Cruise Companies Battle it out to be the Biggest or the Best

One of the most oft-spoken phrases has to be that ‘the biggest isn’t always the best’, but it’s a phrase that the senior managers of cruise companies clearly choose to ignore. How else can we explain their continued ambition to build the biggest cruise ships in the world?  Here’s a look at some of the leviathans that are steaming towards us in 2016.

Royal Caribbean are aiming to hold that crown for some time to come as its new ship, ‘Harmony of the Seas’, launches next  spring. It will carry 5,479 passengers who’ll be able, amongst other things to slide down the longest water slide at sea –dropping over 10 decks – or be served by a robot in the Bionic Bar. The 16-deck ship will have seven neighbourhoods. No wonder, as they’ll be 2,394 staff onboard too, so creating a floating small community of over 7,800.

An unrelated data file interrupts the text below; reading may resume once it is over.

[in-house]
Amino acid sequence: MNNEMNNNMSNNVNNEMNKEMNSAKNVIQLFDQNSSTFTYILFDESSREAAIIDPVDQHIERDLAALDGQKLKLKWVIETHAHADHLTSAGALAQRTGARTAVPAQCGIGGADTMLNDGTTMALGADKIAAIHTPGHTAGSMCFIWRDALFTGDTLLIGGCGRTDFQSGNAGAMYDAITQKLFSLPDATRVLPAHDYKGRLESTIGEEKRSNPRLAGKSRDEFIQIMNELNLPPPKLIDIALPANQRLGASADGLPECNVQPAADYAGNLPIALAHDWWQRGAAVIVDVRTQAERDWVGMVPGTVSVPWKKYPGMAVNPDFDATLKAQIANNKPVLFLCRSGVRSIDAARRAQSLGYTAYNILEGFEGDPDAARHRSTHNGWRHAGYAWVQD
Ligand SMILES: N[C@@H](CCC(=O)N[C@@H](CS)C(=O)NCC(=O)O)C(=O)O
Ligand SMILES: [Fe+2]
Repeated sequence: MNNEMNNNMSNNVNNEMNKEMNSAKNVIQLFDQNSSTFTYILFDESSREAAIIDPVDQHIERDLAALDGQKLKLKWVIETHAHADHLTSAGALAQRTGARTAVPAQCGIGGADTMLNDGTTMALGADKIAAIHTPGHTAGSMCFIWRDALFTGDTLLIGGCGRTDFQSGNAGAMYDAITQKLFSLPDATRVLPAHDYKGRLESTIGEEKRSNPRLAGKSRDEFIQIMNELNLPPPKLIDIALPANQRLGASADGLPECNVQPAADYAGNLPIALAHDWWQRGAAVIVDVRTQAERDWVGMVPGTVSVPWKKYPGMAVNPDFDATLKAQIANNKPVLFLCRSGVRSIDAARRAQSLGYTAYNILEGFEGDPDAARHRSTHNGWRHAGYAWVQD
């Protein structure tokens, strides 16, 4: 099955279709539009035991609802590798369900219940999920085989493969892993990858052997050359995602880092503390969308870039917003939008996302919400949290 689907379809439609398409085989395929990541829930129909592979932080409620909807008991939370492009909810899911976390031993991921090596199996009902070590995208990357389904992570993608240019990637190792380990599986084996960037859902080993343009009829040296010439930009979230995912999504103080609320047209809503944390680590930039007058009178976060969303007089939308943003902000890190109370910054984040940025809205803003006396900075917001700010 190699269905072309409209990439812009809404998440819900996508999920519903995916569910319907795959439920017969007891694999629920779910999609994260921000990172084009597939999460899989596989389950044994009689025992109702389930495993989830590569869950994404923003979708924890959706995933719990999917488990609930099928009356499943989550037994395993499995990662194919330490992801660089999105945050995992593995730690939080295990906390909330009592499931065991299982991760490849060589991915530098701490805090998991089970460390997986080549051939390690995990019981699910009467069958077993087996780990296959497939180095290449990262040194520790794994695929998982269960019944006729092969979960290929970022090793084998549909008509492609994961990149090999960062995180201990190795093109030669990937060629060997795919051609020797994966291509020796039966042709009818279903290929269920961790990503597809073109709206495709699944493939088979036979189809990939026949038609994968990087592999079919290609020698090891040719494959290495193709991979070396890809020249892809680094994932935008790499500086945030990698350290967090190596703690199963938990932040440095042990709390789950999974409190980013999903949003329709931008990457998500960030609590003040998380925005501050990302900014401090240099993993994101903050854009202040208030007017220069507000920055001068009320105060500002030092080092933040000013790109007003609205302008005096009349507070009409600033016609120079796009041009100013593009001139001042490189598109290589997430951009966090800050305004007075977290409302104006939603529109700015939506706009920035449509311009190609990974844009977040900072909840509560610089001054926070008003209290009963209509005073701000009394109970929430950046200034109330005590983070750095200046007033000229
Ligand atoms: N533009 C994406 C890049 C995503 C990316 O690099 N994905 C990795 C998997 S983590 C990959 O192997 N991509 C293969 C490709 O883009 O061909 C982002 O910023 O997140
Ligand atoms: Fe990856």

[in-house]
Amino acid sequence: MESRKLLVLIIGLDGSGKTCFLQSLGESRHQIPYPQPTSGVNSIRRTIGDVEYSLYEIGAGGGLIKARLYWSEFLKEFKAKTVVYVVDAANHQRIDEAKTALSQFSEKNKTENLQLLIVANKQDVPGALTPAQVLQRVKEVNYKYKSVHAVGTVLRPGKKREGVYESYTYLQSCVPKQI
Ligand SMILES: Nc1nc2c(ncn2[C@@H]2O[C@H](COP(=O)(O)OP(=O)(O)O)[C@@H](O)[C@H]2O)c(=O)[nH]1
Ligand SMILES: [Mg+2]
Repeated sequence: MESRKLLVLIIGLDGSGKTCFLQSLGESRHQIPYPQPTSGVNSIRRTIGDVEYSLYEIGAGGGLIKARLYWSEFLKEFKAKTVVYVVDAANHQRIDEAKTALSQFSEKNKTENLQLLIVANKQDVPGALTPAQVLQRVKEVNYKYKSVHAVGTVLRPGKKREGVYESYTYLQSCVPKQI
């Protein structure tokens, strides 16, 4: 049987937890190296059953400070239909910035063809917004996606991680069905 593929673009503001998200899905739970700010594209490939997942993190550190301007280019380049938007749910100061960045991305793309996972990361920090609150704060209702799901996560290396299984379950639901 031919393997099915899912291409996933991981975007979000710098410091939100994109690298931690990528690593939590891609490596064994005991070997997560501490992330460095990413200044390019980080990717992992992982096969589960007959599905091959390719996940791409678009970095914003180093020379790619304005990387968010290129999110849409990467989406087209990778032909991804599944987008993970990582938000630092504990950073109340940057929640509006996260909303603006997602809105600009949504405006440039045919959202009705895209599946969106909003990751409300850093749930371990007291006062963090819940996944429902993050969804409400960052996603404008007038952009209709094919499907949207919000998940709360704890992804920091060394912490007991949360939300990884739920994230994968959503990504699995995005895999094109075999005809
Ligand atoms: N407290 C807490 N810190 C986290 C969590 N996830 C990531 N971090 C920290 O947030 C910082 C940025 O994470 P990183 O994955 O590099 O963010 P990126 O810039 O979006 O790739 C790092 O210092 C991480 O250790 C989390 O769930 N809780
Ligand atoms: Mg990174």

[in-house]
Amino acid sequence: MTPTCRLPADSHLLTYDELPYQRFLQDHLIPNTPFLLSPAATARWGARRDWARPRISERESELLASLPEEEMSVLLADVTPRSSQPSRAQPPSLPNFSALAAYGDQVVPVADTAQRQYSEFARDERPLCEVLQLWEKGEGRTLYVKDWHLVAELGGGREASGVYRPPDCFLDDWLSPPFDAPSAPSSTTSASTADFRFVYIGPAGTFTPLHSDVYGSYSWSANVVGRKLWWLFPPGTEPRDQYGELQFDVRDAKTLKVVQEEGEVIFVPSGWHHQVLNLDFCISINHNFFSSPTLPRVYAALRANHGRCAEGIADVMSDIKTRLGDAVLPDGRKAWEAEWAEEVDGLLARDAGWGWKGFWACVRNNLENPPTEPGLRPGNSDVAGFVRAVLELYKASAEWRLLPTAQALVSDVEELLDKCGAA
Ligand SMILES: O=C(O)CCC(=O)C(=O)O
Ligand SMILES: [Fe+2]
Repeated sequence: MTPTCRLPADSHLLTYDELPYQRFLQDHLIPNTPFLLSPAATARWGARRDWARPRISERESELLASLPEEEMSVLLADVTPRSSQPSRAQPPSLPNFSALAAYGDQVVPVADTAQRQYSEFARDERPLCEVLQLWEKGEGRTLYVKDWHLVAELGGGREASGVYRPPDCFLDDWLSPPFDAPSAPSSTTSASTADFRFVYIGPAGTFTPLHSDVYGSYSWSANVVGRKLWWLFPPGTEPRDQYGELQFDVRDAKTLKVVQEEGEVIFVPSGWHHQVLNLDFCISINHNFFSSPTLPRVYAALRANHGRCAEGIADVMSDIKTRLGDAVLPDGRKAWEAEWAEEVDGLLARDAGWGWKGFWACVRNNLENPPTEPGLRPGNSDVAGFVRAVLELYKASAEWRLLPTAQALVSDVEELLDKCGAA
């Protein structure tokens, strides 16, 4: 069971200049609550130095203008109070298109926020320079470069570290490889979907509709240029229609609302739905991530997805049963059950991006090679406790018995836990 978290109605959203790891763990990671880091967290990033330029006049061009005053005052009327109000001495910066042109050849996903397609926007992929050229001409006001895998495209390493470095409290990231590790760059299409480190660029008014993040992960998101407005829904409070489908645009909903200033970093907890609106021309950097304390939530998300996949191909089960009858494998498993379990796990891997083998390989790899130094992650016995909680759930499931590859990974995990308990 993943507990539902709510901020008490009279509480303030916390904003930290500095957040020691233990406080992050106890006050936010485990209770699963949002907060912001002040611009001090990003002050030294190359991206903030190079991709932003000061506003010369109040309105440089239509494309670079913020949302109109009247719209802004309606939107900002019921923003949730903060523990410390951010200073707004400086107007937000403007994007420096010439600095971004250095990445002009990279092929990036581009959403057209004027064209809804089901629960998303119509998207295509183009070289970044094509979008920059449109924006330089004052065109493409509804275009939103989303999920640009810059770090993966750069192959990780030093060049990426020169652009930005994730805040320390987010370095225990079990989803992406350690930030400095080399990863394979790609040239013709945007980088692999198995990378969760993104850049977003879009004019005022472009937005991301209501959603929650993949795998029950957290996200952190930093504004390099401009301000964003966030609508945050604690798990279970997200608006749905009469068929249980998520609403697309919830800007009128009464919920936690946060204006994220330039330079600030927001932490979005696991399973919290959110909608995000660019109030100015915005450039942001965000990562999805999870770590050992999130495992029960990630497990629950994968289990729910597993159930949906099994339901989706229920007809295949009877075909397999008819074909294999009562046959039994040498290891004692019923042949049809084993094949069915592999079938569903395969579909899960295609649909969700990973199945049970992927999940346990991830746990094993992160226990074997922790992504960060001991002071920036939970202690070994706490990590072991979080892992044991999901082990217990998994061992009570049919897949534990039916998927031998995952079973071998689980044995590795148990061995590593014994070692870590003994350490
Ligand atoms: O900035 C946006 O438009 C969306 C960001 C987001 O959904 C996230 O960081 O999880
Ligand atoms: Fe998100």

Denied the biggest prize, cruise company Regent of the Seven Seas has gone for the most luxurious ship title instead. Their new Explorer vessel get underway next summer.  As well as occupying the most expensive suite afloat (the top suite costs £6,000 per night) its passengers can dine in eight restaurants, attend a cookery school, a casino or even a cigar lounge. Although not necessarily in that order.

Cunard will be hoping that the multimillion pound facelift that its giving to its flagship  Queen Mary 2 garners it some accolades too. It might win the prize for creating the largest number of cabin categories. The Britannia Club Balcony  is aimed at passengers who don’t want to splash out on a suite but do want to indulge in their own exclusive dining room. This new cabin class brings to twenty the total number of cabin categories that passengers can choose from, bewildering for some but representing the ultimate in choice and customer service for others.

Big ships, small ships, mid ships or expedition ships. Sea cruises or river cruises, cruise passengers are certainly spoilt for choice in a way that their friends who choose to fly instead simply couldn’t conceive of. But who knows, could we yet be offered the choice of a wing seat or one near the loos?

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